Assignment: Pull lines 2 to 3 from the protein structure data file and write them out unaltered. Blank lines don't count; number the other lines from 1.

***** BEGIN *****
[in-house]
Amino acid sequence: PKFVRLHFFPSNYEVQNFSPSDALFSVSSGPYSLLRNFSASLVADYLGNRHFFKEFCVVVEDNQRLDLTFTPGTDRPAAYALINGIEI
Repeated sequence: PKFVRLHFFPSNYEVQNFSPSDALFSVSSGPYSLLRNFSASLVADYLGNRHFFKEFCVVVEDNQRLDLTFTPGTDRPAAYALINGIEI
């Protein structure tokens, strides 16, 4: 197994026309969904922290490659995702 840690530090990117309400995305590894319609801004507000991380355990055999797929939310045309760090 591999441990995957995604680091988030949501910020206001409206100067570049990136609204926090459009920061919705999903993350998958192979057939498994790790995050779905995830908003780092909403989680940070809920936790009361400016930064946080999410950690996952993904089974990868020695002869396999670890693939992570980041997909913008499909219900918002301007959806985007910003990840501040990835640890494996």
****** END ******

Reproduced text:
Amino acid sequence: PKFVRLHFFPSNYEVQNFSPSDALFSVSSGPYSLLRNFSASLVADYLGNRHFFKEFCVVVEDNQRLDLTFTPGTDRPAAYALINGIEI
Repeated sequence: PKFVRLHFFPSNYEVQNFSPSDALFSVSSGPYSLLRNFSASLVADYLGNRHFFKEFCVVVEDNQRLDLTFTPGTDRPAAYALINGIEI